The new Nakuru Library
Kenya National Library Service
P. O. Box 30573 – 00100
Tel: 020 7786710/ 2158352
Old Nakuru Library
The need for information services as a key driver to economic development of any nation cannot be overemphasized. Indeed Kenya’s Vision 2030, the country’s blueprint for transforming the country into a newly industrialized middle-income country by year 2030, recognizes the need to have a knowledge-based economy in order to achieve the desired transformation. Public libraries occupy a central and significant position in facilitating knowledge dissemination owing to their mandate and geographical spread across the country.
Decentralization brought about by the enactment of a new constitution in 2010 also heralds a new era of transformation, where counties will be financially empowered to manage their own affairs and set priorities for development. With the extensive regional network, knls is strategically positioned to provide the much needed information to citizens at the county level.
Kenya National Library Service (knls) Board is a state corporation under the Ministry of Sports, Culture and the Arts. The Board was established by an Act of Parliament Cap 225 of the Laws of Kenya (1965) to provide library and information services to the Kenyan public. The Board is mandated by the Act to: promote, establish, equip, manage, maintain and develop libraries in Kenya. To date, knls has a network of 59 branch libraries spread across the country.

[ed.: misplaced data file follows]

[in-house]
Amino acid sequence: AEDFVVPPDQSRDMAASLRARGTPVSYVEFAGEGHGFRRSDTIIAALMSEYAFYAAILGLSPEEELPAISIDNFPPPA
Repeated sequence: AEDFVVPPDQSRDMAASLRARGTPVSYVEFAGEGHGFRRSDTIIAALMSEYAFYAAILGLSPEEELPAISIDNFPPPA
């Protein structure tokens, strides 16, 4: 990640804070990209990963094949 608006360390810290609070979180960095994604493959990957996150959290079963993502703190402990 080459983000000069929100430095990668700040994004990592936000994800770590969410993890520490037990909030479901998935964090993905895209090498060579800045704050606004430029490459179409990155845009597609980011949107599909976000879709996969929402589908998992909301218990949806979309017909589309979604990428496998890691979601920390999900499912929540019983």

The hub of information and knowledge for empowerment
To enable access to information for knowledge and transformation of livelihoods
The search for facilities to set up a library in Nakuru started in 1975, where the then Kenya National Library Service Board requested the Municipal Council of Nakuru to avail facilities where library and information services would be provided to Nakuru residents. Upon favourable response, knls Nakuru branch was established in February 1976 at Starehe hall located off Kalewa road in Bondeni area of Nakuru Municipality. The library had a floor space of approximately 275sq metres with a sitting capacity of 140 adults and 50 children.
Nakuru library was initially set up to cater for the needs of the then expansive Rift Valley province. According to the 2009 census, Nakuru County has a population of 1,603,325 and is expected to continue growing as more and more people migrate into the county in search of arable land and to exploit the business opportunities available in the region. Nakuru town is the fourth largest urban centre in Kenya after Nairobi, Mombasa and Kisumu with an estimated population of over 500,000 people.
The library catchment area covers Nakuru Town, Njoro-Mau Summit, Kuresoi, Subukia-Nyahururu, and Marigat - Eldama Ravine regions. As the main business hub for the region, Nakuru has experienced significant growth in both the business and education sector where almost every public university has established a satellite campus in the town. Within Nakuru Municipality, the library serves 26 primary schools, 18 Secondary schools, over 20 colleges and higher learning institutions, health facilities, banks and Non-governmental organizations.